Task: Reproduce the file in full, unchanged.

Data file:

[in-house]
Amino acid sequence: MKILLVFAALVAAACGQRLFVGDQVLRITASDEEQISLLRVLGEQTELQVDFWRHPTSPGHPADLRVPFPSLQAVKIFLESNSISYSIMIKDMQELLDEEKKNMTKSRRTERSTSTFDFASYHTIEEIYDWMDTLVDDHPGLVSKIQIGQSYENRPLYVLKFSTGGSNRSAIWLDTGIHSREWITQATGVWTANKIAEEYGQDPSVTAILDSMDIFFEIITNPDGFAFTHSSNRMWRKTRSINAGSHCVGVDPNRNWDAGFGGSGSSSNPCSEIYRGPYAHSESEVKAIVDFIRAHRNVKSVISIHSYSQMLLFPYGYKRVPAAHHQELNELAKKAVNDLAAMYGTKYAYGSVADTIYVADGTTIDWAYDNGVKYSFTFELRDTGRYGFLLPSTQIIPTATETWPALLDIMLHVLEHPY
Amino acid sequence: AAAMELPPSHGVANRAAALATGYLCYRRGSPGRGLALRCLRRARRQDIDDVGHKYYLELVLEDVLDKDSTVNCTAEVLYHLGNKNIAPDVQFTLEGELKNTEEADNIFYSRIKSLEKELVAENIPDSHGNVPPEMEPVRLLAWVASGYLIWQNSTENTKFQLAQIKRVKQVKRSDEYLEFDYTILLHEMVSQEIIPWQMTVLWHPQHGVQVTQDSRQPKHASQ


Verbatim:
[in-house]
Amino acid sequence: MKILLVFAALVAAACGQRLFVGDQVLRITASDEEQISLLRVLGEQTELQVDFWRHPTSPGHPADLRVPFPSLQAVKIFLESNSISYSIMIKDMQELLDEEKKNMTKSRRTERSTSTFDFASYHTIEEIYDWMDTLVDDHPGLVSKIQIGQSYENRPLYVLKFSTGGSNRSAIWLDTGIHSREWITQATGVWTANKIAEEYGQDPSVTAILDSMDIFFEIITNPDGFAFTHSSNRMWRKTRSINAGSHCVGVDPNRNWDAGFGGSGSSSNPCSEIYRGPYAHSESEVKAIVDFIRAHRNVKSVISIHSYSQMLLFPYGYKRVPAAHHQELNELAKKAVNDLAAMYGTKYAYGSVADTIYVADGTTIDWAYDNGVKYSFTFELRDTGRYGFLLPSTQIIPTATETWPALLDIMLHVLEHPY
Amino acid sequence: AAAMELPPSHGVANRAAALATGYLCYRRGSPGRGLALRCLRRARRQDIDDVGHKYYLELVLEDVLDKDSTVNCTAEVLYHLGNKNIAPDVQFTLEGELKNTEEADNIFYSRIKSLEKELVAENIPDSHGNVPPEMEPVRLLAWVASGYLIWQNSTENTKFQLAQIKRVKQVKRSDEYLEFDYTILLHEMVSQEIIPWQMTVLWHPQHGVQVTQDSRQPKHASQ